The lesson of this debate over Romney’s momentum—see James Fallows—is this: reporters have to ground their stories in data. It’s fine to quote from campaign officials and gauge their mood. But rather than use this to conjure up a narrative that implies SOMETHING NEW IS HAPPENING HERE!, reporters can be the watchdogs they typically want to be and use the data to scrutinize the spin.
If they did use the data, what they would see is this. Romney definitely closed or at least narrowed the gap nationally after the first debate (there is some debate about how much he did so), and the gap tightened as a consequence in key swing states. That made Obama’s lead in states like Ohio smaller and it arguably gave Romney a narrow lead in FL and a tie in VA.
On the other hand, that debate was almost 3 weeks ago. Nothing that’s happened since then has helped him gain much, if any, additional ground. All of the models and polling averages suggest relative stasis since then: 538, Sam Wang, Votamatic, Pollster, RCP. So why are we talking about Romney’s momentum now?
The consequence of giving in to “narrative” and refusing to play Moneyball is evident at Politico. Just 2 days ago, Glenn Thrush and Jonathan Martin were on the leading edge of the Romney momentum story:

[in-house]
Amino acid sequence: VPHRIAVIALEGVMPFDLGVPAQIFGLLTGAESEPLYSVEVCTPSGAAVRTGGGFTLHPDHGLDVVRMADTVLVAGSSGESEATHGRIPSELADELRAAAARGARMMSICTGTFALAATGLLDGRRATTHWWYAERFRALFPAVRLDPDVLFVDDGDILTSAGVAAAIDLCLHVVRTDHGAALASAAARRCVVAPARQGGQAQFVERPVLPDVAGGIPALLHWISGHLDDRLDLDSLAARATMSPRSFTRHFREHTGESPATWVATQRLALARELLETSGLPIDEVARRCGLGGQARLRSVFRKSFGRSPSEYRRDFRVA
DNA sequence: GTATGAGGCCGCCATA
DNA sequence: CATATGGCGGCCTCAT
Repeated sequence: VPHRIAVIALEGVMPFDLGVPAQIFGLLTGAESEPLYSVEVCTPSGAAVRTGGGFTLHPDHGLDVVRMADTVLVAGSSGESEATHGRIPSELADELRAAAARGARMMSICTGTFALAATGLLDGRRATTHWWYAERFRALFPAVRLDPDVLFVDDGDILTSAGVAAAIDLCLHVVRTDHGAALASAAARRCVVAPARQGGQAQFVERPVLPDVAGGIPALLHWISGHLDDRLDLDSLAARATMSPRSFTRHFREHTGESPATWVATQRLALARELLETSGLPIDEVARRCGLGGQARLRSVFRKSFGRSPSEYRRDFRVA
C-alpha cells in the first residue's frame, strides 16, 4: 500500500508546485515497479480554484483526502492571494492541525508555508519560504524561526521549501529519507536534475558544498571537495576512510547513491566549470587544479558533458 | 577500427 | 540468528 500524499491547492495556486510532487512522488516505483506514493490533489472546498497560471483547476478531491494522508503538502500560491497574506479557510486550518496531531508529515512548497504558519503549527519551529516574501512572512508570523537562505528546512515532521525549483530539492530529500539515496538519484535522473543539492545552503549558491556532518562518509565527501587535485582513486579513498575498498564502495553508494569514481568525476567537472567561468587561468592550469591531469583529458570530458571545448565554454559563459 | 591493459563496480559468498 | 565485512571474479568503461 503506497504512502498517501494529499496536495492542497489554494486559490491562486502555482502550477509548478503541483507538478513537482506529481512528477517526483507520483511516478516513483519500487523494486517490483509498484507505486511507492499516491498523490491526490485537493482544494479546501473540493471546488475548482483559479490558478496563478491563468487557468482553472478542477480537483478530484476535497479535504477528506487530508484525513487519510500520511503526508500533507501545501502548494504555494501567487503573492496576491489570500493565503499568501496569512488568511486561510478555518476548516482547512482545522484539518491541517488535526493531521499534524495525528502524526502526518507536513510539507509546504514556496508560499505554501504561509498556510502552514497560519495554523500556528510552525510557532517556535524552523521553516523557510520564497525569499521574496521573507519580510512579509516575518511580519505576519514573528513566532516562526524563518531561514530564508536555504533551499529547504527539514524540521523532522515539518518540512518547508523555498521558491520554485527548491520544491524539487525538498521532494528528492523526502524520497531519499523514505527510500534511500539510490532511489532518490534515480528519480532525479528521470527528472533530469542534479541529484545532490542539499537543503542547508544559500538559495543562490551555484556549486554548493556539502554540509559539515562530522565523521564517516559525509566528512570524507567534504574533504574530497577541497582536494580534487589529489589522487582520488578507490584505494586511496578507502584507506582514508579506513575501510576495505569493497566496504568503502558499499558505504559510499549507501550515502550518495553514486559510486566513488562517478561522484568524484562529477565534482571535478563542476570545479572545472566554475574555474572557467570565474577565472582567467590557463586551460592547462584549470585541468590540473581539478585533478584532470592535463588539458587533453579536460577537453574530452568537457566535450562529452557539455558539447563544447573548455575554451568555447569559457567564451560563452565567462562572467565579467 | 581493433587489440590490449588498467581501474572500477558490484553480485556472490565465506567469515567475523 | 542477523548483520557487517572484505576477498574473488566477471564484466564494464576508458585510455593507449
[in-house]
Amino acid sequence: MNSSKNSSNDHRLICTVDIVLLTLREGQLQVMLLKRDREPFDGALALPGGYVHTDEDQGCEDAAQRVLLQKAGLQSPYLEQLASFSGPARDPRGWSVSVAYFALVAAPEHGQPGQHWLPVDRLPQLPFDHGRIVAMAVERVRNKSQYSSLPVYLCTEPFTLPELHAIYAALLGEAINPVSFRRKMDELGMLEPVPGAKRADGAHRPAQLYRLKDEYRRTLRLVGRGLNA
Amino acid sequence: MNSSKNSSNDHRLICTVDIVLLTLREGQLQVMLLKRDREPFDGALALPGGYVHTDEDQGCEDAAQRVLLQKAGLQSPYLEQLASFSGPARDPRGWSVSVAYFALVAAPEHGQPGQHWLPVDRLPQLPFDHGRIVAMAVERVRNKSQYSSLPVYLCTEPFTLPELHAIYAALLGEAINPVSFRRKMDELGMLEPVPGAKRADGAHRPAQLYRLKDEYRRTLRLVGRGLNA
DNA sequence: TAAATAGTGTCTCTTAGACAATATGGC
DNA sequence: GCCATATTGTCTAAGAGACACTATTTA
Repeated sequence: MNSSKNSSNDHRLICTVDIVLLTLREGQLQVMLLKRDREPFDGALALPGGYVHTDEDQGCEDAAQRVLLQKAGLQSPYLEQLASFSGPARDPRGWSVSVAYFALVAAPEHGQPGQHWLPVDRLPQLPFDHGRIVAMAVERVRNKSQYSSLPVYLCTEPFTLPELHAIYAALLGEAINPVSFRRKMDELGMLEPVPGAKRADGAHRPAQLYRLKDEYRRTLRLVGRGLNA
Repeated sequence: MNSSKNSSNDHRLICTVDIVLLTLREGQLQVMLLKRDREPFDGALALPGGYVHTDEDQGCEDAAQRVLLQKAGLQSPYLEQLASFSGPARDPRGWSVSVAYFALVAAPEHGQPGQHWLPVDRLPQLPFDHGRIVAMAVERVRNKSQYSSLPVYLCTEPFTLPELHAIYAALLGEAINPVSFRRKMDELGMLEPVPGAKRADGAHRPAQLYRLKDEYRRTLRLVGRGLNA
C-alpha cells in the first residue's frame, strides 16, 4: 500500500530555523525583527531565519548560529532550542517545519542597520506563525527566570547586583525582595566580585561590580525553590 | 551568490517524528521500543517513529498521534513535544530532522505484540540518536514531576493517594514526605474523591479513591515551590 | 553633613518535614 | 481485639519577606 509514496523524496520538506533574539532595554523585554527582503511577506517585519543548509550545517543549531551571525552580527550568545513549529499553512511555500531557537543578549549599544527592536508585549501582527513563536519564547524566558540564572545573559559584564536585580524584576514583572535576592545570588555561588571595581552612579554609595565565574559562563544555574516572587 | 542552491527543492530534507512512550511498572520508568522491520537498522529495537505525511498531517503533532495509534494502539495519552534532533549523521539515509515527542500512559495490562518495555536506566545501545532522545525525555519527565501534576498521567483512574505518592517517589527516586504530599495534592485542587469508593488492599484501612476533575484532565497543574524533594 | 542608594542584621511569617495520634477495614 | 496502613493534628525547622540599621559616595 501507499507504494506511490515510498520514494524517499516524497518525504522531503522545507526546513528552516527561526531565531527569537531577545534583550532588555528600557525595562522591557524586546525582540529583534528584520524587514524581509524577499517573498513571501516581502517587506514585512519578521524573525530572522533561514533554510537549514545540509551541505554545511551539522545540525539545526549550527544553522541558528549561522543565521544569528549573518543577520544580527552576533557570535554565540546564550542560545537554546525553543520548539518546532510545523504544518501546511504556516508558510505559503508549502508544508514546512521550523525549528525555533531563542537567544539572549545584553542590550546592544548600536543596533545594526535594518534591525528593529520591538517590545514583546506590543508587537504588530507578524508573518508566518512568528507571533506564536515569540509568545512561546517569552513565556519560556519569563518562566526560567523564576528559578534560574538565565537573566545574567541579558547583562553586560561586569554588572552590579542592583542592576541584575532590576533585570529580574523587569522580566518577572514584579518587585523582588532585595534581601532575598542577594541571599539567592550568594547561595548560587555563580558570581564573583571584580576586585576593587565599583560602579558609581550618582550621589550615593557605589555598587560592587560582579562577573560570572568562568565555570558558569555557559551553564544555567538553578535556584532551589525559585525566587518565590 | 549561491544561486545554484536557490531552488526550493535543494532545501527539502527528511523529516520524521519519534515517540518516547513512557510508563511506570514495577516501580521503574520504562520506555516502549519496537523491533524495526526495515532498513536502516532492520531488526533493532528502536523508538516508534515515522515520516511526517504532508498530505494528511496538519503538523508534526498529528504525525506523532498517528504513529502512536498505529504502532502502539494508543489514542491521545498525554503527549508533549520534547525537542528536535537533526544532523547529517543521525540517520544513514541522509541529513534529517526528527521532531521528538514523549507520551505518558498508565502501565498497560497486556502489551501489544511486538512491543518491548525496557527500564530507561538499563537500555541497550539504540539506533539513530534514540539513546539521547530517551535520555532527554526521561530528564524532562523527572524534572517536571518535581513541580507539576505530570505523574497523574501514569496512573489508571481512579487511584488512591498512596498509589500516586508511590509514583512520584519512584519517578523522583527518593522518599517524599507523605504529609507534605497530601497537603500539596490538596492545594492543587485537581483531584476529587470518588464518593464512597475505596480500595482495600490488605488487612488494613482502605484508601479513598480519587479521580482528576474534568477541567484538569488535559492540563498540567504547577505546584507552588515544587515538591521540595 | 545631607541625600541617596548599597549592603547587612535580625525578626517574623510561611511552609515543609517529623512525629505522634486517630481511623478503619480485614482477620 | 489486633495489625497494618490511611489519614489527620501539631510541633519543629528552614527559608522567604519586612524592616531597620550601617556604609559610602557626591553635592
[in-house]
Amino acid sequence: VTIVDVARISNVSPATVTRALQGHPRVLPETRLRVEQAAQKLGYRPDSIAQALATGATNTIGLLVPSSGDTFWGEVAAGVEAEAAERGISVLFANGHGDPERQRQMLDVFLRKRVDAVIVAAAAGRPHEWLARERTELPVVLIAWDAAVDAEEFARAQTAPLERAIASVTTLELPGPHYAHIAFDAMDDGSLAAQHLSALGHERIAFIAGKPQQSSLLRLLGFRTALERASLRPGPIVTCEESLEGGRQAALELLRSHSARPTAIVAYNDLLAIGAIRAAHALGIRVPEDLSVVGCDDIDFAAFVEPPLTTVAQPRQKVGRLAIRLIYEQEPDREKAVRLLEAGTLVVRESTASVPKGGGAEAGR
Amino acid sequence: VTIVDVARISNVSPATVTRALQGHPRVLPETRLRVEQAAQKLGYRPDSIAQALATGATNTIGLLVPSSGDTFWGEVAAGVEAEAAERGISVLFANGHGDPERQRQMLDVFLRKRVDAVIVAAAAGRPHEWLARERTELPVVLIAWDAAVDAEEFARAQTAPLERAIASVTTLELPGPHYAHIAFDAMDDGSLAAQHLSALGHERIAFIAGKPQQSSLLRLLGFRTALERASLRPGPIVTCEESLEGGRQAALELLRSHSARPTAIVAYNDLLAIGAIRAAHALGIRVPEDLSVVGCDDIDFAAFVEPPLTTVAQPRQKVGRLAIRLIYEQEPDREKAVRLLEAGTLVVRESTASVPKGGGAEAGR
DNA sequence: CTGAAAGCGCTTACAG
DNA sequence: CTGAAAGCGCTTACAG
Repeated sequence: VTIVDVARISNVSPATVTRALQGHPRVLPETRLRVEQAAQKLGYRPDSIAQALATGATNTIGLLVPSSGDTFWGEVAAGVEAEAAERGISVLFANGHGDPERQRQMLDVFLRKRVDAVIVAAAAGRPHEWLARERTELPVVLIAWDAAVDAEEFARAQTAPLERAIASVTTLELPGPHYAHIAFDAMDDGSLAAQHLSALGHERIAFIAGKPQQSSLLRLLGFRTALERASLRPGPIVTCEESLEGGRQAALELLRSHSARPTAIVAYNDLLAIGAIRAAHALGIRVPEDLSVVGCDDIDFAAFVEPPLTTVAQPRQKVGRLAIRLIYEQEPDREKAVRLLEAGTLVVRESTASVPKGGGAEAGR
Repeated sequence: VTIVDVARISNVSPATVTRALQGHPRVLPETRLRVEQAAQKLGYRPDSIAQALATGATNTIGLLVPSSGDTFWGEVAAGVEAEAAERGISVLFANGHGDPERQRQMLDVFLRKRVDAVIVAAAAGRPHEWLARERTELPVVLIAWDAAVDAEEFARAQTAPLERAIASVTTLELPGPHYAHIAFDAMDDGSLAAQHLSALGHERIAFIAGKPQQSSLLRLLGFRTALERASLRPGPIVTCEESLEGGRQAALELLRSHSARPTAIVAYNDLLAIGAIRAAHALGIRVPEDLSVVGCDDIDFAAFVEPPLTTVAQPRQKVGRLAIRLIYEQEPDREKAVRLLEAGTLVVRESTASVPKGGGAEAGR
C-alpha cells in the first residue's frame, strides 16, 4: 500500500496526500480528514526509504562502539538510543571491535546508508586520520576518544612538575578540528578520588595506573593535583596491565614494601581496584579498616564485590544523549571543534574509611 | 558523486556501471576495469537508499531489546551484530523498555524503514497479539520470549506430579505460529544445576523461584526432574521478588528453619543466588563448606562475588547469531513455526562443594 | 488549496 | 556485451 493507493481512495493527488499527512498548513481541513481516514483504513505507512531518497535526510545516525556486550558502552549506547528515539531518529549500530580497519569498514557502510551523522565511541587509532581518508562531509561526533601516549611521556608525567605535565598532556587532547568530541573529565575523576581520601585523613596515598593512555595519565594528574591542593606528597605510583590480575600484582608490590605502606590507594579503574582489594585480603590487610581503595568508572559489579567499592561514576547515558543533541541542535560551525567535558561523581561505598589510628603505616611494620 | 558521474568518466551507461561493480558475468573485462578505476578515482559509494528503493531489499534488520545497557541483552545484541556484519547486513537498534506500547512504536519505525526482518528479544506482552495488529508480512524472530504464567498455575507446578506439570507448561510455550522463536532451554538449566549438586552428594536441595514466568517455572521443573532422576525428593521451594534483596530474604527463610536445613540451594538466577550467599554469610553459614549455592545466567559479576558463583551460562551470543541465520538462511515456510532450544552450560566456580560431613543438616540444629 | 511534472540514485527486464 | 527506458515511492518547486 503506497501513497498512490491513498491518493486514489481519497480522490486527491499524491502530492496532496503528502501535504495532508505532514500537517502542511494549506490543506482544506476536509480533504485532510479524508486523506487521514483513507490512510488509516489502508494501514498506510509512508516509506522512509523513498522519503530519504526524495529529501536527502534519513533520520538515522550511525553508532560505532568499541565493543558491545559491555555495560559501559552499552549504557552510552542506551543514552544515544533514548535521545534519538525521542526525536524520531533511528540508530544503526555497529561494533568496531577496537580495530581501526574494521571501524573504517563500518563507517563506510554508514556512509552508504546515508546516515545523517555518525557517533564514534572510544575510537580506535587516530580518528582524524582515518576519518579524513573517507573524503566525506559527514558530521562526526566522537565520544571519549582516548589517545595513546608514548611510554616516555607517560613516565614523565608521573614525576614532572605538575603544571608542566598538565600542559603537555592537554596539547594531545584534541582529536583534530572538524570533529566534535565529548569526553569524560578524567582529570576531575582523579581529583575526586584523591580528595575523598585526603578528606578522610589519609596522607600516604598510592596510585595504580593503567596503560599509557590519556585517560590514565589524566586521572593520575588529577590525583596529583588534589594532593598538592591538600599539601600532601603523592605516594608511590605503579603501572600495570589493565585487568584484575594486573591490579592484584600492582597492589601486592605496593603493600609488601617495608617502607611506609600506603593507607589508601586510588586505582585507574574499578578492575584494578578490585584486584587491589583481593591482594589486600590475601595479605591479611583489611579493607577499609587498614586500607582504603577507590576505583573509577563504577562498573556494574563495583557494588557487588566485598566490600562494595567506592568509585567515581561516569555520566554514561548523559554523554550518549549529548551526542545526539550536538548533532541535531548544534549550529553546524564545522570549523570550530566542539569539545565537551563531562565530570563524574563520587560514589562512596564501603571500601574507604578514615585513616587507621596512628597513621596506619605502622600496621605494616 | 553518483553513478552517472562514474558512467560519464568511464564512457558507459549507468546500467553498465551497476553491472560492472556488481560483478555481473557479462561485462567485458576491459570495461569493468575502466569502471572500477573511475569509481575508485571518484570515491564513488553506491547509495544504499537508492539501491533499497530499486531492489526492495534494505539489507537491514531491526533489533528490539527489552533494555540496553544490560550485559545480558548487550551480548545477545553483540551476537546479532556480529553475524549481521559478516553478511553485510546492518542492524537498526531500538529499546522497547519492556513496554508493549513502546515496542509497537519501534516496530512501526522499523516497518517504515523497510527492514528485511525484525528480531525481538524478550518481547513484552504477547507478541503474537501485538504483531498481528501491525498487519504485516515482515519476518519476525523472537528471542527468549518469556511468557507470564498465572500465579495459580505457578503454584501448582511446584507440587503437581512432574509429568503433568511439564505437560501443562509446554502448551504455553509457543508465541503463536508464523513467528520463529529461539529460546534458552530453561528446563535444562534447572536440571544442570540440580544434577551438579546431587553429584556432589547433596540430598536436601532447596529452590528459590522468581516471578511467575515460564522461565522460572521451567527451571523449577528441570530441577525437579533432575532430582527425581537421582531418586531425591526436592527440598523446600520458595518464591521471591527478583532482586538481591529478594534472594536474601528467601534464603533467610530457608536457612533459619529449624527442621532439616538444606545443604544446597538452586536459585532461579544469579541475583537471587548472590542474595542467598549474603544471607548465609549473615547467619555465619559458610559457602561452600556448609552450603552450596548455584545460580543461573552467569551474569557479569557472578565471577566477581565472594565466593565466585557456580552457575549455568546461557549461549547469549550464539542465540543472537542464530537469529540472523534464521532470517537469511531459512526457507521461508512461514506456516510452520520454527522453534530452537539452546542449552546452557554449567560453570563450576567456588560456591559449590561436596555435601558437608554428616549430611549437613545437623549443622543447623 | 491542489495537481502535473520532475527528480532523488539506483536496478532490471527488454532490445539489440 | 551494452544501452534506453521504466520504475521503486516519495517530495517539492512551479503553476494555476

With a little more than two weeks left until judgment day, Barack Obama’s campaign is embracing a fundamentally defensive strategy centered on winning Ohio at all costs — while unleashing a new barrage of blistering attacks against Mitt Romney aimed at mobilizing a less-than-fired-up Democratic base. A surging Romney is suddenly playing offense all over the map, and the upward movement since the Denver debate gives him the luxury of striking what his advisers — and more than a few Democrats — think is a more positive, presidential, “Morning in America” tone.
The rest of the story goes on to hedge a bit here and there, but the overall message is clear from the lede. And now this morning Mike Allen walks it back quite a bit:
As an antidote to the (perhaps) irrational Republican exuberance that seems to have seized D.C., we pause for the following public-service announcement. To be President, you have to win states, not debates. And Mitt Romney has a problem. Despite a great debate and what The Wall Street Journal’s Neil King Jr. on Sunday called a polling “surge,” Romney has not put away a single one of the must-have states. President Obama remains the favorite because he only needs to win a couple of the toss-ups. Mitt needs to win most of them. A cold shower for the GOP: Most polling shows Romney trailing in Ohio, Wisconsin, Nevada, New Hampshire and Iowa – by MORE than Obama trails in North Carolina. Glenn Thrush and Jonathan Martin reminded of us of the 2008 primary analogy: Whatever else Hillary Clinton had, Barack Obama had the math. And math, not momentum, gets you the big house, the bulletproof car, the cool plane.
This is a problem I’ve noted before regarding Politico in particular, but the problem isn’t limited to them. When you can’t peg your analysis to any consistent metrics, you end up veering all over the place following the well-known incentive to write interesting stories. On Monday, OBAMA SURGES. On Tuesday, ROMNEY SURGES. Other media repeat the same story because pack journalism lives. And so on. In reality, nothing changed and the polling fluctuations are just sampling error.
Again, the lesson is: write the story of what the campaigns are doing, but use the data to bird-dog their spin.
[Cross-posted at The Monkey Cage]
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